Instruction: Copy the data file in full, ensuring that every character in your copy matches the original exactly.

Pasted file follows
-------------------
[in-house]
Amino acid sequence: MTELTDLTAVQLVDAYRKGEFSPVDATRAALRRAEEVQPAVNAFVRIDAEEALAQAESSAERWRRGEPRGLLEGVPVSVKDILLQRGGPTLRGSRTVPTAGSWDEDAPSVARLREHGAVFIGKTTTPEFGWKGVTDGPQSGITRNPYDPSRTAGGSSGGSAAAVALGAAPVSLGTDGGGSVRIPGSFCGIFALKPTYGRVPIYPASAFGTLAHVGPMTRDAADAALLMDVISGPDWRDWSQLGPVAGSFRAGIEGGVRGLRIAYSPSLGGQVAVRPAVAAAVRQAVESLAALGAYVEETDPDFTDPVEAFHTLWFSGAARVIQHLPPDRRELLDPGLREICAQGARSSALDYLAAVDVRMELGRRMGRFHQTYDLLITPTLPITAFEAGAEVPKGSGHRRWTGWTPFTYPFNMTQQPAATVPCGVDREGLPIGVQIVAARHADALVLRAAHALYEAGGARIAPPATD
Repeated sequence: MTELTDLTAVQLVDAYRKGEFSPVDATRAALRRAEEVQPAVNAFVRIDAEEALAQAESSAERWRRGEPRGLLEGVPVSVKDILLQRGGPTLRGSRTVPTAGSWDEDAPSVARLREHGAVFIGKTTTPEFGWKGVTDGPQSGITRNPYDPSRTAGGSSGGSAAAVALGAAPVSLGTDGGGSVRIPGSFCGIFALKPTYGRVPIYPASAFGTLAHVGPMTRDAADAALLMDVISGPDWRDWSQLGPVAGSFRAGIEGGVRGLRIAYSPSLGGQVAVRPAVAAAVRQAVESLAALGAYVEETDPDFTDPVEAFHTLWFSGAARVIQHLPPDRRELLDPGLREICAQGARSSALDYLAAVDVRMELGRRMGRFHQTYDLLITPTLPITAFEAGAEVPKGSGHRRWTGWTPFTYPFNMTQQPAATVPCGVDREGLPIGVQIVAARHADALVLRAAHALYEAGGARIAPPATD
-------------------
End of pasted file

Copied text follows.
[in-house]
Amino acid sequence: MTELTDLTAVQLVDAYRKGEFSPVDATRAALRRAEEVQPAVNAFVRIDAEEALAQAESSAERWRRGEPRGLLEGVPVSVKDILLQRGGPTLRGSRTVPTAGSWDEDAPSVARLREHGAVFIGKTTTPEFGWKGVTDGPQSGITRNPYDPSRTAGGSSGGSAAAVALGAAPVSLGTDGGGSVRIPGSFCGIFALKPTYGRVPIYPASAFGTLAHVGPMTRDAADAALLMDVISGPDWRDWSQLGPVAGSFRAGIEGGVRGLRIAYSPSLGGQVAVRPAVAAAVRQAVESLAALGAYVEETDPDFTDPVEAFHTLWFSGAARVIQHLPPDRRELLDPGLREICAQGARSSALDYLAAVDVRMELGRRMGRFHQTYDLLITPTLPITAFEAGAEVPKGSGHRRWTGWTPFTYPFNMTQQPAATVPCGVDREGLPIGVQIVAARHADALVLRAAHALYEAGGARIAPPATD
Repeated sequence: MTELTDLTAVQLVDAYRKGEFSPVDATRAALRRAEEVQPAVNAFVRIDAEEALAQAESSAERWRRGEPRGLLEGVPVSVKDILLQRGGPTLRGSRTVPTAGSWDEDAPSVARLREHGAVFIGKTTTPEFGWKGVTDGPQSGITRNPYDPSRTAGGSSGGSAAAVALGAAPVSLGTDGGGSVRIPGSFCGIFALKPTYGRVPIYPASAFGTLAHVGPMTRDAADAALLMDVISGPDWRDWSQLGPVAGSFRAGIEGGVRGLRIAYSPSLGGQVAVRPAVAAAVRQAVESLAALGAYVEETDPDFTDPVEAFHTLWFSGAARVIQHLPPDRRELLDPGLREICAQGARSSALDYLAAVDVRMELGRRMGRFHQTYDLLITPTLPITAFEAGAEVPKGSGHRRWTGWTPFTYPFNMTQQPAATVPCGVDREGLPIGVQIVAARHADALVLRAAHALYEAGGARIAPPATD